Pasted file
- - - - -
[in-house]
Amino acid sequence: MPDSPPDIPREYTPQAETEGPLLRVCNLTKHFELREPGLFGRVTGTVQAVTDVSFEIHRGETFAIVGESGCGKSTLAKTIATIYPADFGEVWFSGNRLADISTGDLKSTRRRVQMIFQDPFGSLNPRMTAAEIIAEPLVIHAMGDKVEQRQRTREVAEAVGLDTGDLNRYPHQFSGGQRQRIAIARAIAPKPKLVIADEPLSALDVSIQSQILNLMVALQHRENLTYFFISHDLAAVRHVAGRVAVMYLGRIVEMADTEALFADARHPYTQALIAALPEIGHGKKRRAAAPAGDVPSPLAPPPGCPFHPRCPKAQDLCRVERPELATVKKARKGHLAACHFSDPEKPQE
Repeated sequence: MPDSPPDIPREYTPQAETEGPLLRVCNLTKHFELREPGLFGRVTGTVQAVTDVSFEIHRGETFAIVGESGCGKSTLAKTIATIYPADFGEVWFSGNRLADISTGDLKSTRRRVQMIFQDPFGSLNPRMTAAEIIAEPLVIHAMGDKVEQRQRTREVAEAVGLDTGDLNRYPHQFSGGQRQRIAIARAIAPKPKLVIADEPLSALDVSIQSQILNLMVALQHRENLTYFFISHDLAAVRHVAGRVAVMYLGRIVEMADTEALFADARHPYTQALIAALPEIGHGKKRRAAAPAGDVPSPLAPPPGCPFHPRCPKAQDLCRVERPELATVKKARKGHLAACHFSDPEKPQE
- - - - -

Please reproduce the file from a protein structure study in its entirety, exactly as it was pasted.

[in-house]
Amino acid sequence: MPDSPPDIPREYTPQAETEGPLLRVCNLTKHFELREPGLFGRVTGTVQAVTDVSFEIHRGETFAIVGESGCGKSTLAKTIATIYPADFGEVWFSGNRLADISTGDLKSTRRRVQMIFQDPFGSLNPRMTAAEIIAEPLVIHAMGDKVEQRQRTREVAEAVGLDTGDLNRYPHQFSGGQRQRIAIARAIAPKPKLVIADEPLSALDVSIQSQILNLMVALQHRENLTYFFISHDLAAVRHVAGRVAVMYLGRIVEMADTEALFADARHPYTQALIAALPEIGHGKKRRAAAPAGDVPSPLAPPPGCPFHPRCPKAQDLCRVERPELATVKKARKGHLAACHFSDPEKPQE
Repeated sequence: MPDSPPDIPREYTPQAETEGPLLRVCNLTKHFELREPGLFGRVTGTVQAVTDVSFEIHRGETFAIVGESGCGKSTLAKTIATIYPADFGEVWFSGNRLADISTGDLKSTRRRVQMIFQDPFGSLNPRMTAAEIIAEPLVIHAMGDKVEQRQRTREVAEAVGLDTGDLNRYPHQFSGGQRQRIAIARAIAPKPKLVIADEPLSALDVSIQSQILNLMVALQHRENLTYFFISHDLAAVRHVAGRVAVMYLGRIVEMADTEALFADARHPYTQALIAALPEIGHGKKRRAAAPAGDVPSPLAPPPGCPFHPRCPKAQDLCRVERPELATVKKARKGHLAACHFSDPEKPQE